Missing women in India's labour force

Feb 27 2013, 11:24 IST
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Women are increasingly being priced out, says Akhilesh Tilotia of Kotak Secs. (Reuters) Women are increasingly being priced out, says Akhilesh Tilotia of Kotak Secs. (Reuters)
SummaryWomen are increasingly being priced out, says Akhilesh Tilotia of Kotak Secs.

Over the past seven years, India has strongly economically implemented a minimum-wage regime via MGNREGA: We hypothesise that this may have driven rural women out of the workforce leading to “jobless growth”. Basic economics tells us that an artificial floor or cap on prices leads to the misallocation of resources: minimum-wage regulations drive out workers from the labour market whose productivity is below the wage. Skill development is the key to making the labour force productive.

In two of our earlier notes dated July 10, 2012, and June 27, 2011, we had asked the question “Where have all the girls gone?” Both the NSSO and the Labour Bureau surveys pointed out the low or declining labour force participation of women especially in rural India (see table). Our earlier notes only pointed out these trends as there was no clarity on why women were dropping out of the workforce. Some experts thought women may have started spending more time on education and skill development, or the data collection itself may have been faulty.

Our calculations suggested that the declining labour force participation ratio, when juxtaposed with the population, shows that almost no employment opportunities were generated in India in the five years to FY10. Breaking up this data shows that while men found more employment opportunities, women lost out—especially in rural India. The dropping out of women from the workforce has meant that at an all-India level almost no new jobs emerged.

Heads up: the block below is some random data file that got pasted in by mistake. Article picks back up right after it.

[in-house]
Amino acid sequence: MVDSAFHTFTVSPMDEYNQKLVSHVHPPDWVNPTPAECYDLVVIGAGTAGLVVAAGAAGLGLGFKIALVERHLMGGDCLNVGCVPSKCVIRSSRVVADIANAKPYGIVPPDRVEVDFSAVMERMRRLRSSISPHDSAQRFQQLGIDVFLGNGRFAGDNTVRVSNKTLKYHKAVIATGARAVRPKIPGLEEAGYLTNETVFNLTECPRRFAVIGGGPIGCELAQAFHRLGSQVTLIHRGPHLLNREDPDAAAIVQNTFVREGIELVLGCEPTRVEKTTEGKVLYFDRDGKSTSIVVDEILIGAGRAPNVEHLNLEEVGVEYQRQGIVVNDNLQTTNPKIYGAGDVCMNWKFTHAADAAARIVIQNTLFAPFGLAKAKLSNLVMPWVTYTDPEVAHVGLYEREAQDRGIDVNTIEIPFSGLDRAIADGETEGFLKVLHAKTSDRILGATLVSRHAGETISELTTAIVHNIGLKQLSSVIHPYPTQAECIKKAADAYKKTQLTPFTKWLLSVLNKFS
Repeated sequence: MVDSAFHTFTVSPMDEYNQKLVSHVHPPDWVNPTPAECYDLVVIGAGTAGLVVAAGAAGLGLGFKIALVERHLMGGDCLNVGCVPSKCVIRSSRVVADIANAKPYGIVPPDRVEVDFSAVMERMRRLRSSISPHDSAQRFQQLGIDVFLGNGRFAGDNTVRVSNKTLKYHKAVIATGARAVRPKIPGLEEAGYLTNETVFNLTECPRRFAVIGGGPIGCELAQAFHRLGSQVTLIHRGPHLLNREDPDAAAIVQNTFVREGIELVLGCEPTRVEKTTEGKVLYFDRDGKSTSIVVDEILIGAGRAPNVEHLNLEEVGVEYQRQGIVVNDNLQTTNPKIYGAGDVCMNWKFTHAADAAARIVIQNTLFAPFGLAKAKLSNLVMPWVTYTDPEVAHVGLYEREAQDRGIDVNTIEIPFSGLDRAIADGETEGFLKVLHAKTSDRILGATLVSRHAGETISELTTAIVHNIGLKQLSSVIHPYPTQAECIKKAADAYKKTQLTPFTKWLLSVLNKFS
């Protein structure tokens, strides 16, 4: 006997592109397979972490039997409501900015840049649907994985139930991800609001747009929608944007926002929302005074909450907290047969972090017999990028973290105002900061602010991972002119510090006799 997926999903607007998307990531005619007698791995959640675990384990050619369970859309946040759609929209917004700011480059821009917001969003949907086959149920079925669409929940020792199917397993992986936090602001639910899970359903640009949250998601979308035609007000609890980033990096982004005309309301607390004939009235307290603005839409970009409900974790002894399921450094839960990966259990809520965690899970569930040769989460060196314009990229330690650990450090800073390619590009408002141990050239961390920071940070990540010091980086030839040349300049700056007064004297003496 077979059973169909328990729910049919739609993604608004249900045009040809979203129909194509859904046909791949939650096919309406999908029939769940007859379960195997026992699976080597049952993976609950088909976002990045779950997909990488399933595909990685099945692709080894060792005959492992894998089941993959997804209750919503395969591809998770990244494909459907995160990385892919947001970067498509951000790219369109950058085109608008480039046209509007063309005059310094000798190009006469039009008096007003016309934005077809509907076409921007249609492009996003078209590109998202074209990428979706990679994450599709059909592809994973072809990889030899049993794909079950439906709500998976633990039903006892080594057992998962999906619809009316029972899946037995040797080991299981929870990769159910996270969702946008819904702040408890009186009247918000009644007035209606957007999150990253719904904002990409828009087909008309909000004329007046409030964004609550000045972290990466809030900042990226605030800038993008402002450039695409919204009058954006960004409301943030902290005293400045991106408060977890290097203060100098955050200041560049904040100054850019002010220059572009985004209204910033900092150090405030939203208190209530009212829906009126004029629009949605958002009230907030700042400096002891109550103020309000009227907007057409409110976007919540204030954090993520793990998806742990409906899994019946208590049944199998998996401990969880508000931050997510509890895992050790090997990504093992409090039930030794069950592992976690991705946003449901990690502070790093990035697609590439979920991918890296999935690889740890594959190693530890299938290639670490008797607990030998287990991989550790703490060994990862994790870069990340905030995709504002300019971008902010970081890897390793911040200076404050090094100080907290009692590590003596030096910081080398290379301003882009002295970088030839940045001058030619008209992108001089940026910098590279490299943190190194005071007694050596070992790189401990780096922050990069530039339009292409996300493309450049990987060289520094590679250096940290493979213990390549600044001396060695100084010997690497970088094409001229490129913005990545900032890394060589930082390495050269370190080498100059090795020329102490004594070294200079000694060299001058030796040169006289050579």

Across many agricultural activities, the premium that men used to command over women in terms of per-day wage has shrunk significantly. This is seen most prominently in ploughing but is also true for sowing, weeding, transplanting and winnowing. We note that across many agricultural activities, the average wages were sometimes lower than the minimum wages legally specified then; the situation has dramatically changed where average wages now are above the minimum wages specified. Here, it can be seen that economic enforcement has been more powerful than the legal statute, which was patchily implemented.

Even as the mechanisation of agriculture has taken place over the last decade, there is still significant physical labour involved. Labour productivity has not meaningfully increased in many of the occupations noted above. In such a situation, women, whose wages have gone up much more than men’s, become less profitable to employ for a farm-owner. We hypothesise that the implementation of minimum wage has meant workers with low productivity have been priced out of the market, reflecting in fewer employment opportunities for women at higher price points.

We note that women form a disproportionately large group in MGNREGA person-days as compared to their proportion in the rural labour force. This leads us to believe that women who are increasingly being priced out of the agricultural labour market are taking shelter in MGNREGA work schemes. Ideally, the focus should be on improving the productivity of the female workforce via skill development: This would enable them to move beyond the minimum-wage band and command employment opportunities based on merits.

The author is an analyst with Kotak Securities

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